Life is full of choices, and something that seems extreme today may seem not only rational but necessary tomorrow if conditions change. So perhaps recent revelations that the Internal Revenue System has been used as a weapon against the Obama administration's perceived political enemies will persuade Americans to take a second look at a tax-reform plan that has gained a lot of interest but little congressional support since it was first introduced in 1999.
At least Dave Armstrong hopes so.
“This could be the largest transfer of power (in American government) since the Revolutionary War,” Armstrong told members of the Anthony Wayne Rotary Club Wednesday, referring to the so-called “Fair Tax,” which would essentially replace federal income taxes with a national sales tax. “The power to tax is the power to destroy . . . The Fair Tax would stop punishing success. Government would be funded by prosperity.”
There are plenty of good reasons to be skeptical about a system that would allegedly generate more money for federal and state governments while reducing taxes and accounting headaches for most Americans. But with allegations of Nixon-style skullduggery making headlines on a seemingly daily basis, there's no denying the appeal of what may be the Fair Tax's most revolutionary feature:
The elimination of the IRS.
Extreme? Compared to what? The fact that one president has already faced impeachment for abusing the agency's awesome power and that current IRS has been caught demanding pro-life groups provide details about prayers and a promise to avoid annoying Planned Parenthood in exchange for tax-exempt status?
Fort Wayne resident Armstrong, state director of efforts to promote the Fair Tax, put the question in historical perspective by pointing out that the IRS didn't even exist until after the 16th Amendment created authorized the federal income tax in 1913.
At that time, Armstrong said, the federal tax code contained 400 pages. Today it numbers nearly 74,000 pages – pages containing countless loopholes designed to encourage Americans to engage in some activities and to avoid others and to vote accordingly.
By contrast, the proposed Fair Tax legislation (to learn more, go to www.fairtax.org), contains just 131 pages.
Armstrong told the Rotarians that so-called “embedded” taxes add about 22 percent to the cost of goods. Those taxes would be eliminated by the Fair Tax, which would boost process by about the same amount. But in part because more people would pay the national sales tax than pay income taxes, the Fair Tax would have boosted the federal government's revenues by $267 billion in 2010.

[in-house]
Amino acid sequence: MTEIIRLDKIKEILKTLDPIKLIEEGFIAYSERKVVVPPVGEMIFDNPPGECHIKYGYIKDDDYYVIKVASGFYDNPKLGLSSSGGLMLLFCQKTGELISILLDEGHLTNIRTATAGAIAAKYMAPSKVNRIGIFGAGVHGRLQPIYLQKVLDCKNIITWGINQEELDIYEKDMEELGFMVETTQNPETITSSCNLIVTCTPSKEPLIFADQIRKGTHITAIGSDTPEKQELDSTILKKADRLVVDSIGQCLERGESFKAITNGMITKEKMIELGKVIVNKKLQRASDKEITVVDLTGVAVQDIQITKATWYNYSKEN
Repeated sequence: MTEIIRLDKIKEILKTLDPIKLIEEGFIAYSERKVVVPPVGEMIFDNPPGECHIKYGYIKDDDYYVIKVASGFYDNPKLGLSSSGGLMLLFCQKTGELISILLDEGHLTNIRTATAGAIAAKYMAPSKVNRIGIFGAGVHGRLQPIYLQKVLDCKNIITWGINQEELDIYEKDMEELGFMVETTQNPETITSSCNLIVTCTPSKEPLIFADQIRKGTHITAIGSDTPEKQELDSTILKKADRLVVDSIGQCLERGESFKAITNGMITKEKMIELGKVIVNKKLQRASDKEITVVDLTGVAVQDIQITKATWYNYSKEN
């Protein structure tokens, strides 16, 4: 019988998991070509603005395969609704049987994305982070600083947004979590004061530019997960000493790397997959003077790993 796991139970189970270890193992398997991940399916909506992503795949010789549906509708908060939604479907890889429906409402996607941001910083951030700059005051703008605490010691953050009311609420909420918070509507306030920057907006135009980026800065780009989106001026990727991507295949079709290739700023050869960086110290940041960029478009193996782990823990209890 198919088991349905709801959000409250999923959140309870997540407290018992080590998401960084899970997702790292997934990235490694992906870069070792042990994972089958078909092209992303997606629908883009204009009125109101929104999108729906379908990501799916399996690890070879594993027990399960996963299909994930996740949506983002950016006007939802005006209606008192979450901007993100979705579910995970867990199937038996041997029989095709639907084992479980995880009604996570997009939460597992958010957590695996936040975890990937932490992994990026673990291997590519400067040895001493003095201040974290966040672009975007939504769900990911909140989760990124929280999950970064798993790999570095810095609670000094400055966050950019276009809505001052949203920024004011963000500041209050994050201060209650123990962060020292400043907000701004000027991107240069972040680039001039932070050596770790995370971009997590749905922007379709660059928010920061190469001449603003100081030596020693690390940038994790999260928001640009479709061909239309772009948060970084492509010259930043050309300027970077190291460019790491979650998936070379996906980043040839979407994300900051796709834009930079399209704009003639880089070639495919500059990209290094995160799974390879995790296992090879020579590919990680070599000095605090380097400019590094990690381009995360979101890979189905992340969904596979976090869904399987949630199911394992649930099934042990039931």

In addition, he said, the elimination of corporate taxes would increase annual economic growth by at least 7 percent while providing an incentive for individuals and corporations to bring home about $12 trillion now sheltered in offshore accounts.
“The Fair Tax returns us to capitalism. You work for $1, you get paid $1 and you take $1 home,” said Armstrong, noting – correctly – that the current tax system encourages class warfare by inviting politicians and voters to demand that the wealthy pay their “fair” share. In theory, Americans with more money in their pockets should encourage the very spending that would be fund the government through sales taxes. “You would determine the tax you pay (through your purchases). That's the way it was for (America's) first 125 years,” he added.
Eliminating the IRS would also save about $13 billion per year, Armstrong said. And although some collection and enforcement mechanism would be needed even under the Fair Tax, a huge new bureaucracy would not be required because 45 states already impose their own sales taxes.
And the states would be able to keep one-quarter of 1 percent of the Fair Taxes they collect. In Indiana, that would amount to more than $100 million annually.
Would such a tax be “regressive”? No, Armstrong said: Americans would receive rebates based on family size and income.
Even Armstrong acknowledged that passage remains a long shot despite the 70 percent of Americans who profess no opinion about the Fair Tax one way or another. But as the IRS' sins mount, and more taxpayers realize they cannot hide behind the Fifth Amendment as IRS executive Lois Lerner recently did before Congress, a proposal that for now still seems too good to be true may one day appear too attractive to dismiss without at least a serious review.